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Bids taken for beef cattle for the US government’s military use: Part 2

Penn Common 002The U.S. government contracted throughout the Civil War with civilian individuals or private companies to provide beef cattle for army usage. Many of these cows ended up feeding the front-line combat troops, but a significant amount was designated for army facilities scattered throughout the North. This included the U. S. Army General Hospital in York, Pennsylvania.

The bidding process at times led to bitterness and anger. Sometimes these business rivalries became quite personal, as in the case of Jacob Wagner. The Yorker held the beef contract for the Army Hospital through much of 1864. A letter arrived on October 22, 1864, at the military headquarters of the Department of the Susquehanna in Harrisburg. The writer, York butcher John F. Erwin, accused Wagner of disloyalty to the Union, a serious charge at the time, as well as providing inferior meat and skimming some of the beef for personal sale to some of York’s other butchers. The whistle blower (to use a modern term) related that Wagner had been a Confederate sympathizer to the point of naming his child for the general who invaded York the previous year.

The ensuing controversy would spark a series of bitter exchanges, with department commander Major General Darius N. Couch ordering a complete and thorough investigation.

Penn Common 001

York, Oct. 20th, 1864

Maj. Jno. S. Schultze,

Since I have written to you [about] the contract for furnishing Beef for the Hospital at York, there has been given to a man who certainly is not a loyal man, his wife was confined about the time of the Rebel invasion of Pennsylvania, when Rebel General Early was in York here, and they named the child which is a boy, Jubal Early Wagner, in honor to General Early being his full name, this Jacob Wagner is the man who is the lowest bidder at $10.50, Ten Dollars and fifty cents per hundred lbs. for furnishing the Beef for the Hospital, and I can prove that that he sold the Hind quarters of the Beef to Butchers, here in York, and took the front quarters to the Hospital, and that he killed Bulls Beef, and refused cattle for the Hospital, he is the man who has had the contract for the past six months, he is one of the worst Copperheads we have here, and our loyal men here are very much put out about it, from what I can learn he could not furnish good Beef for that amount of money per Hundred lbs. So I thought Maj. Genl. Couch ought to know something about it.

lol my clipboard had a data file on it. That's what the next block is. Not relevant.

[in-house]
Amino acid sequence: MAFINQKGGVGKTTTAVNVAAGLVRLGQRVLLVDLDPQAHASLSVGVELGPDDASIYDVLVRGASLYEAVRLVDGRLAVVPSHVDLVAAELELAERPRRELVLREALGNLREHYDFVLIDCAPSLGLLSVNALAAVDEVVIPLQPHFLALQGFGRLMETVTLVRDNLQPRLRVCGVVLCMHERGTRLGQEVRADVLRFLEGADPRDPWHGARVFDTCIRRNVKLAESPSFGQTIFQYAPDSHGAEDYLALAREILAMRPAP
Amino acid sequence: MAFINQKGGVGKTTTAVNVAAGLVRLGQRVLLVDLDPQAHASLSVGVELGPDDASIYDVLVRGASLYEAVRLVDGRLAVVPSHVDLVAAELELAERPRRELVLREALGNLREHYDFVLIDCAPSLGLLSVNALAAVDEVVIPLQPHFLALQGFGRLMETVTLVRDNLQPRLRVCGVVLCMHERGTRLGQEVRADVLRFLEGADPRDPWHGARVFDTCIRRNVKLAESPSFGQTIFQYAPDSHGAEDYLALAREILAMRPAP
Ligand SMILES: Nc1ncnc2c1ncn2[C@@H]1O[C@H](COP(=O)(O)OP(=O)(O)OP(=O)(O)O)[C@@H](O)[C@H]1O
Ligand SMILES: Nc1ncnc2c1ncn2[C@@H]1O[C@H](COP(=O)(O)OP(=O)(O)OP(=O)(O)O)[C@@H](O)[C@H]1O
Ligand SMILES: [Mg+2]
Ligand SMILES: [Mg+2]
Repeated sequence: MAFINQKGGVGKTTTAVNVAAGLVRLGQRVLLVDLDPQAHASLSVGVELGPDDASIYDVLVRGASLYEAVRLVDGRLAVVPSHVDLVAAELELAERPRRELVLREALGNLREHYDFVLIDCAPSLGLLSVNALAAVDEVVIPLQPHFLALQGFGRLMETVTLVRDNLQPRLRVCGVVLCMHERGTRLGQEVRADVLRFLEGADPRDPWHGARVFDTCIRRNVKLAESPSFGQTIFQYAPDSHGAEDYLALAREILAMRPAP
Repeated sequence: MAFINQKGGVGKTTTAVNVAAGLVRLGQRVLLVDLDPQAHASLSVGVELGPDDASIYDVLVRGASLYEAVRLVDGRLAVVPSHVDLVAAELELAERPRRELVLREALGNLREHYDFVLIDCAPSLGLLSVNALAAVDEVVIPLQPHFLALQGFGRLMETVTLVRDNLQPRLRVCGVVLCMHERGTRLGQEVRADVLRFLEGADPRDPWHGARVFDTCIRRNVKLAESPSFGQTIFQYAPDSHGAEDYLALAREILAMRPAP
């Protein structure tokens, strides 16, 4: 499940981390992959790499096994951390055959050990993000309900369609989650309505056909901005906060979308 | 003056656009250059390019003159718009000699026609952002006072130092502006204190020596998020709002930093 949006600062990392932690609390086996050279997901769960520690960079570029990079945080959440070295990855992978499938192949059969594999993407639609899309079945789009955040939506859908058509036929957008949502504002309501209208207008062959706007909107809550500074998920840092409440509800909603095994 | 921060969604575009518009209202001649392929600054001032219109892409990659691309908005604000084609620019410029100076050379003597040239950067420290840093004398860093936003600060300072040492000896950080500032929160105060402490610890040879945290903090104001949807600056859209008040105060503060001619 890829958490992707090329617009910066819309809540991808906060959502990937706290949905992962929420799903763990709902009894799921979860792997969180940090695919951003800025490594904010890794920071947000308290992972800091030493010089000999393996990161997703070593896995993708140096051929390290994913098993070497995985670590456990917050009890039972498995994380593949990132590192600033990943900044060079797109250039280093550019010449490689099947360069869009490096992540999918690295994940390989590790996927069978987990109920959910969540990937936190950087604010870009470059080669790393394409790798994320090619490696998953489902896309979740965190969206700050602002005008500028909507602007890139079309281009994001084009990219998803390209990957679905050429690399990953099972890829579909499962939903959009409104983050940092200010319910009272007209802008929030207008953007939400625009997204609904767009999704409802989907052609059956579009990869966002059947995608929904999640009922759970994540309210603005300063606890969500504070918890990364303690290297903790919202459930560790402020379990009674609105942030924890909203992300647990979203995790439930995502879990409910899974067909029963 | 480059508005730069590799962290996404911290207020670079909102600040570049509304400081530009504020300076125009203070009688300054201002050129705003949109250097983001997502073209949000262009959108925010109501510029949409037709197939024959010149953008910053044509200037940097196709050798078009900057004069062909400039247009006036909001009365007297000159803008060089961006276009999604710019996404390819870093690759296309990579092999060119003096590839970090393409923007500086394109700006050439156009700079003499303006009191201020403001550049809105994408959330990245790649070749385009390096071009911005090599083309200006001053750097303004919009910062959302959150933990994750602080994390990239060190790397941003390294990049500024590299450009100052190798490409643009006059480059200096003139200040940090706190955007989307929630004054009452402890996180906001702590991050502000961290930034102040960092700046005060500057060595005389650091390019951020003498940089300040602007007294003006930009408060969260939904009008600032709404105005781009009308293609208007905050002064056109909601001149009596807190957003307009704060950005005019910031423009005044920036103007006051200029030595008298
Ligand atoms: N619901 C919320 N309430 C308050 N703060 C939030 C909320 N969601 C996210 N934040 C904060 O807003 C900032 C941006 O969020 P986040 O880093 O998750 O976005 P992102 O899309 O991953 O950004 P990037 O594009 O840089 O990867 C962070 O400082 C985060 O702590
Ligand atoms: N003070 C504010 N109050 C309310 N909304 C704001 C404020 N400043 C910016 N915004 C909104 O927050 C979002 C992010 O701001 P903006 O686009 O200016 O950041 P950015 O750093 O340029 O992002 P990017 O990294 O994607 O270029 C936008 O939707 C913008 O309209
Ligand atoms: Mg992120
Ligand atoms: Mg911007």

Your Obedient Servant

[not signed, but written by John F. Erwin]

Head Quarters Dept. of the Susquehanna
Chambersburg, Pa., Oct. 22d, 1864

A true copy
T. Brent Swearingen
Assistant Adjutant General

Docket on the reverse:

York, Oct. 20th, 1864

States that since he has written the contract for furnishing beef to the York Hospital was given to Jacob Wagner a disloyal man who has furnished an inferior quality of beef to said Hospital.

Head Quarters Dept Susquehanna, Chambersburg, Oct. 24, 1864

Respectfully referred to Capt. B. Granger, Asst. Chf. Coms. of Sub., Dept. of Susquehanna for thorough investigation and report. This paper to be returned with report.

By Command Maj. Genl. Couch

Jno. S. Schultze
A.A. Genl.

Stamped: Received Head Quarters, Dept. of Susquehanna, Oct. 31, 1864

Hospital beef c

Letter is from the Scott Mingus collection of Civil War documents.

John S. Schultze was commissioned 1st lieutenant and regimental quartermaster, 93rd Pennsylvania Infantry, Oct. 28, 1861; captain and aide-de-camp, April 25, 1863; major and a.a.g., June 23, 1863; brevet lieutenant colonel, and colonel, March 13, 1865.

T. Brent Swearingen was a captain in the 3rd Pennsylvania Reserves. He had been captured in 1863 and taken to Libby Prison on Richmond. He was cited for bravery at the 1862 battle of Gaines Mills (“…the colonel commanding cannot allow the present opportunity to pass without making special allusion to the heroic conduct of Lieut. T. Brent Swearingen, adjutant of the regiment, at the battle of Gaines’ Hill, who was always to be found in the thickest of the fray, leading the men by his daring valor and cheering words on to victory, in the midst of which he was stricken down by a ball seriously, but I am happy to say not fatally, wounding him.”). He was badly wounded at Fredericksburg in Dec. 1862 and taken prisoner.

He was also mentioned in a New York Times, Jan. 16, 1863, article.


The following were not well enough to be moved Jan. 8, and still remain in Libby Prison Hospital. The officers will be held until exchanged:Capt. T. Brent Swearingen, Assistant Adjutant-General, 3d Regiment Pennsylvania Reserves — shot through right breast, lung and shoulder blade fractured.

After the war Swearingen bought his brother C.E.’s store in Uniontown, Pa., and was an attorney, bank director, and insurance company legal secretary.

More to come…